Ontario Weeds: Rough cinquefoil
Excerpt from Publication 505, Ontario Weeds,
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Table of Contents
- Other Names
- General Description
- Stems and Roots
- Flowers and Fruit
- Similar Species
- Related Links
Name: Rough cinquefoil, Potentilla
Other Names: Upright cinquefoil, Yellow cinquefoil, potentille de Norvège, potentille
Family: Rose Family (Rosaceae)
General Description: Annual, biennial or short-lived perennial, reproducing only by seed.
Stems & Roots: 20-50cm (8-20in.)
high, usually branched, sometimes with 2 or more stems from the
same root, hairy throughout.
Leaves: Alternate (1 per node), compound; 1 leaf consisting of 3 leaflets at the end of a leafstalk (petiole) and a pair of stipules at the base of the leafstalk where it joins the stem; each leaflet oblong to roundish with coarse, sharp, forward-pointed teeth; leaves in a rosette early in the growing season and, at this stage, frequently mistaken for strawberry; lower stem leaves long-stalked; uppermost leaves stalkless with the 3 leaflets and pair of stipules apparently attached directly to the stem.
Flowers & Fruit: Flowers about 6mm (¼in.) across, on short stalks from leafy branches in the upper part of the plant; 5 pale yellow petals about the same length as the green sepals, a ring of many stamens around the cluster of many tiny pistils which mature into a cluster of seeds; each seed about 1mm (1/25in.) long, yellowish to pale brown and ridged lengthwise. Flowers in June and July.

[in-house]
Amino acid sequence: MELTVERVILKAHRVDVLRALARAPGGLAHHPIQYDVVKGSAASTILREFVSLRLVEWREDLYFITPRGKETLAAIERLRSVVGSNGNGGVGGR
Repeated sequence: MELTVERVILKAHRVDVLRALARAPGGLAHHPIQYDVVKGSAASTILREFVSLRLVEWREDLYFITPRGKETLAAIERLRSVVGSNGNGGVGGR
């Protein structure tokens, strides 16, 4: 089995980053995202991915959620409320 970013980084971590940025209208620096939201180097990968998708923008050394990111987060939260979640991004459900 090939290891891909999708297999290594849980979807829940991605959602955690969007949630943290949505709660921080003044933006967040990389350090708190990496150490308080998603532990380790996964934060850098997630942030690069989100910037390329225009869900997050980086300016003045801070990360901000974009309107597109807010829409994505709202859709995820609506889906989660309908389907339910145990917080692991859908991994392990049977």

Habitat: Rough cinquefoil occurs throughout Ontario in pastures, meadows, waste areas, roadsides, and occasionally in gardens and cultivated fields.
Similar Species: Rosettes of Rough cinquefoil are distinguished from strawberry plants (Fragaria spp.) by having teeth all around the margins of all 3 leaflets, whereas with strawberry the lower ¼ to 1/3 of each leaflet is usually without teeth. Older plants have robust, erect stems with several leaves and yellow flowers, whereas strawberry has a slender, short, nearly leafless stem with loose clusters of white flowers. It is distinguished from the yellow-flowered buttercups by its 3-leaflet leaves and the presence of a pair of stipules at the base of each leafstalk. Rough cinquefoil is distinguished from other cinquefoils by the combination of 3-leaflet leaves green on both surfaces, and small (6-10mm, ¼-2/5in. across), pale yellow flowers in which the sepals and petals are of about equal length.
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